Cleveland On Cotton: Going Past The Worst-Case Scenarios
March 20, 2020
By O.A. Cleveland, Consulting Economist, Cotton Experts
The cotton market continues to see some bullish demand fundamentals, but bearish fundamentals are evident, as well. The tug of war between the bullish and bearish demand fundamentals is clearly being won by the bears.
This is despite the fact that U.S. export sales and shipments continue to surprise the entire industry. Yarn demand is slipping as the consumer pulls back and textile companies and retailers hold large inventories. (If you can, hold on for the sales.)
The market could care less about supply or production at the time. It sees retail demand falling out of bed and it sees Wall Street’s collapse.
We discussed major problems a month ago, but a business collapse was not one of them. Over the years, I have preached about Wall Street being the principal indicator of the health of the U.S. economy. It is and it will remain so. Consumer confidence has been very strong and remains so.
The Dominos Of 2020
However, as the coronavirus spreads around the world, investor confidence has totally eroded and the cotton market followed Wall Street, inch by inch, mile after mile into the ravine.
The use of the word crash is appropriate.
What went wrong? Look no further than the shutdown of the Italian textile industry. The Italian textile industry employs in excess of 125,000 Chinese workers in their geographically centralized textile industry.
They are excellent workers, and, most/all are from Wuhan, China. Thus, the linkages, the dominos, the global chain….and the epicenter of the coronavirus
Cotton prices eased down to the 56-cent level. A month ago, I suggested that was where support could be found. However, the market decided to take another cent off that and is now trading at the 54-57 cent level, basis the old crop July and the new crop December.
Certainly, there remains pressure to take prices lower, but I don’t find any support level, save a disastrous fallout down into the low 40s. Without finding any historical support price, cotton’s fair value certainly remains in the mid-50s and that is too low to generate any world production of consequence.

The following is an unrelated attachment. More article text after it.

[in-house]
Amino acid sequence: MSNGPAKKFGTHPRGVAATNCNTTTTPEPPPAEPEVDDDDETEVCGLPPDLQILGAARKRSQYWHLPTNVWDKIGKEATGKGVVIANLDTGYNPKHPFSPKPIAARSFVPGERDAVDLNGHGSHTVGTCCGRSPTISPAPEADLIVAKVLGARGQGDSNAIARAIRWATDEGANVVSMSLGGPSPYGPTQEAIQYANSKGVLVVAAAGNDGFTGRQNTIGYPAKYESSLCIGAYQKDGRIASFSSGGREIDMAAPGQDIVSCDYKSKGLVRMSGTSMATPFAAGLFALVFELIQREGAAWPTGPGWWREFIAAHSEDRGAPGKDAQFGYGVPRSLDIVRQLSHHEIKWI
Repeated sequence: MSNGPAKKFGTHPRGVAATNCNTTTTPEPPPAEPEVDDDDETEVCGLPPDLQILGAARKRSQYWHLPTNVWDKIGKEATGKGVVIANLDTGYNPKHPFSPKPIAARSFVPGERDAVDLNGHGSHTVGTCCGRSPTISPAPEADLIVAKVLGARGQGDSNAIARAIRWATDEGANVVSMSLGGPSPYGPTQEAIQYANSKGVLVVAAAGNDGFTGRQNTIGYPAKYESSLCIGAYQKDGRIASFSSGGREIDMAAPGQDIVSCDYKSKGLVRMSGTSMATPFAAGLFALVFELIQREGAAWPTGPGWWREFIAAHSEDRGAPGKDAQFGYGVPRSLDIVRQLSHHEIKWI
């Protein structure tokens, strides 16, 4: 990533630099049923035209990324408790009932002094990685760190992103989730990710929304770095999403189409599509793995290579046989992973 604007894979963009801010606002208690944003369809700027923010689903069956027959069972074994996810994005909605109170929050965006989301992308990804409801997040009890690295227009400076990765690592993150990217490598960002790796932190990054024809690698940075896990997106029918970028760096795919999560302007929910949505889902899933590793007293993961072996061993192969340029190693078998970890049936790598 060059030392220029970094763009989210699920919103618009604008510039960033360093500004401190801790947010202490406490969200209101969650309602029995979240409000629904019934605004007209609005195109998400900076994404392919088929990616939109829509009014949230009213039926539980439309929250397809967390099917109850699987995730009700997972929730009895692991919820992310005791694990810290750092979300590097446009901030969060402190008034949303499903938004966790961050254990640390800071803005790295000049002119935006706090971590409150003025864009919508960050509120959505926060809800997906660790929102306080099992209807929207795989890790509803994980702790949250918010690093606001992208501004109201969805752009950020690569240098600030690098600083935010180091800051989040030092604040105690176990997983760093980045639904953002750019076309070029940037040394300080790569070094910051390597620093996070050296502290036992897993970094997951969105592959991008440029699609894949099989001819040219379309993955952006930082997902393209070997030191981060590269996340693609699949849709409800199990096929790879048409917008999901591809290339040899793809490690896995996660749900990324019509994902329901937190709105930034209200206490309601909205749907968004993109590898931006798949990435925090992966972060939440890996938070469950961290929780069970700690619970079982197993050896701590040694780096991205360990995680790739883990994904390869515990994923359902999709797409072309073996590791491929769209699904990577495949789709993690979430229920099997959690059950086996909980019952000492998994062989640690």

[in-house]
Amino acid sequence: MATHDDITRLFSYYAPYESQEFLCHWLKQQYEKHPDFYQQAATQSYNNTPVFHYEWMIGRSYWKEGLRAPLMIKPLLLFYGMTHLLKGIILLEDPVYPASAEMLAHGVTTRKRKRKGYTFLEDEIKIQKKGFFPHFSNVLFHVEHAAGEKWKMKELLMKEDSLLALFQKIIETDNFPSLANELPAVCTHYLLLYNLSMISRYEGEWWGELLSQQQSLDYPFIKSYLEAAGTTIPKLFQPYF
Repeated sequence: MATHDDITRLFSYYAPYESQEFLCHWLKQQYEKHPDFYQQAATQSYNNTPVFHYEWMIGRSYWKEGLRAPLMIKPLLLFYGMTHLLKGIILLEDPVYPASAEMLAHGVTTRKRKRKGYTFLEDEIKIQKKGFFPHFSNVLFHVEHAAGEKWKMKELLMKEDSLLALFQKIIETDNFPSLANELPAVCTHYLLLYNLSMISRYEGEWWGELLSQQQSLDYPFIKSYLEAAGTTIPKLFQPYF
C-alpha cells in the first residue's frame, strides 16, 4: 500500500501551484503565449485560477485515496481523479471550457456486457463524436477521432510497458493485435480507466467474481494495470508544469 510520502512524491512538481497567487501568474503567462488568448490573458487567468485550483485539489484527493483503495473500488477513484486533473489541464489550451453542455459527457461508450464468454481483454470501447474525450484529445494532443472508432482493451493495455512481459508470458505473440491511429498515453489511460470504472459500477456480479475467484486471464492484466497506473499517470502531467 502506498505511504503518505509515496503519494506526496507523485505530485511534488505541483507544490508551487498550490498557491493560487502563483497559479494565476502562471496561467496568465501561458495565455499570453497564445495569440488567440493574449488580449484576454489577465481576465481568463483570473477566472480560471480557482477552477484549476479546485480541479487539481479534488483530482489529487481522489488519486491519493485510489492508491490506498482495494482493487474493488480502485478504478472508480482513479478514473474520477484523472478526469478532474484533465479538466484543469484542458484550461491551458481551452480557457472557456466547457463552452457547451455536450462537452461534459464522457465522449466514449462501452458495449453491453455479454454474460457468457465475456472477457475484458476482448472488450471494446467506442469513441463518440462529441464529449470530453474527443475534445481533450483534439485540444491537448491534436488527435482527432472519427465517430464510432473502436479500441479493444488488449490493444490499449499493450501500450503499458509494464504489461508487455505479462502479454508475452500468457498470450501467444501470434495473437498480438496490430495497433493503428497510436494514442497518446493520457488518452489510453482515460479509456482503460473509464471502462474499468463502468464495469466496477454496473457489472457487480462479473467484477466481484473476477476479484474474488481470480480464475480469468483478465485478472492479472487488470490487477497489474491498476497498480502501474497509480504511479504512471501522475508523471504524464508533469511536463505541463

A Worst-Case Scenario
Until a consumer demand resurfaces, cotton prices will remain very depressed. Consumers are staying out due to fear of contracting the virus. The dominos are falling in a different direction than in the first two months of the virus attack.
That is, Chinese mills were forced to shut down operations, which in turn led to concern by retail operations that they would not be able to obtain textile products to sell to the consumer.
Those mills are now back to nearly 80% capacity. Now, though, that the consumer is staying at home, trying to prevent being infected. Thus, there is a near void of any demand for textile products.
So, the retail outlet is canceling orders for apparel and other textile goods. The cut-and-sew operations, along with the grey goods operations, are beginning to cancel orders held by yarn mills who, in turn, are beginning to cancel orders previously placed for raw cotton.
Potentially, the market may face a downturn in export sales and shipments. With nearly all of the textile industry’s dominos flat on the table, cotton prices could easily drop further.
Yet, I did not really expect prices to fall below 55 cents, not even in my worst-case scenario.
All the discussion is about demand. Supply will come into focus very-very soon. The world and U.S. crop will be severely limited and prices will adjust. Beat up as the bull is, this one will have nine lives.
Give A Gift of Cotton Today